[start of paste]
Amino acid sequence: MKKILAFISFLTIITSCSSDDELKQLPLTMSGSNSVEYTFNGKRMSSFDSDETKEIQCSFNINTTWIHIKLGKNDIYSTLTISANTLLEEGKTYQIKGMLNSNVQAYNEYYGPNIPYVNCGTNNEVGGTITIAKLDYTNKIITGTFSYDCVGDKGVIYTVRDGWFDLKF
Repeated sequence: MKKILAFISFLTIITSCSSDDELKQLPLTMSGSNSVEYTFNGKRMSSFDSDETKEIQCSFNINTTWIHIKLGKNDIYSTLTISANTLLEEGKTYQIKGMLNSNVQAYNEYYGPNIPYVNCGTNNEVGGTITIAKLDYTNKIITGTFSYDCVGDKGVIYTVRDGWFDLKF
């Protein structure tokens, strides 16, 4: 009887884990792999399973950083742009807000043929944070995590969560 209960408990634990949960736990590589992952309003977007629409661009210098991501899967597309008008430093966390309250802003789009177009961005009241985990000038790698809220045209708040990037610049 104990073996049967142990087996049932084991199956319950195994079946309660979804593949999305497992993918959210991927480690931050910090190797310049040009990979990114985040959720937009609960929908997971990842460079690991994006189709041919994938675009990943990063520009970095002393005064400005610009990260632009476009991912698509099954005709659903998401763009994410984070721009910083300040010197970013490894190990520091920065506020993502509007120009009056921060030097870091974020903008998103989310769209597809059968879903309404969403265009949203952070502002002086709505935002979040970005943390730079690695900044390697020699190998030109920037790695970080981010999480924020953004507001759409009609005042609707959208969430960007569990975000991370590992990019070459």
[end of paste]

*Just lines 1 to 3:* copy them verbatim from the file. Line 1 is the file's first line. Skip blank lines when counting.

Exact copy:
Amino acid sequence: MKKILAFISFLTIITSCSSDDELKQLPLTMSGSNSVEYTFNGKRMSSFDSDETKEIQCSFNINTTWIHIKLGKNDIYSTLTISANTLLEEGKTYQIKGMLNSNVQAYNEYYGPNIPYVNCGTNNEVGGTITIAKLDYTNKIITGTFSYDCVGDKGVIYTVRDGWFDLKF
Repeated sequence: MKKILAFISFLTIITSCSSDDELKQLPLTMSGSNSVEYTFNGKRMSSFDSDETKEIQCSFNINTTWIHIKLGKNDIYSTLTISANTLLEEGKTYQIKGMLNSNVQAYNEYYGPNIPYVNCGTNNEVGGTITIAKLDYTNKIITGTFSYDCVGDKGVIYTVRDGWFDLKF
């Protein structure tokens, strides 16, 4: 009887884990792999399973950083742009807000043929944070995590969560 209960408990634990949960736990590589992952309003977007629409661009210098991501899967597309008008430093966390309250802003789009177009961005009241985990000038790698809220045209708040990037610049 104990073996049967142990087996049932084991199956319950195994079946309660979804593949999305497992993918959210991927480690931050910090190797310049040009990979990114985040959720937009609960929908997971990842460079690991994006189709041919994938675009990943990063520009970095002393005064400005610009990260632009476009991912698509099954005709659903998401763009994410984070721009910083300040010197970013490894190990520091920065506020993502509007120009009056921060030097870091974020903008998103989310769209597809059968879903309404969403265009949203952070502002002086709505935002979040970005943390730079690695900044390697020699190998030109920037790695970080981010999480924020953004507001759409009609005042609707959208969430960007569990975000991370590992990019070459």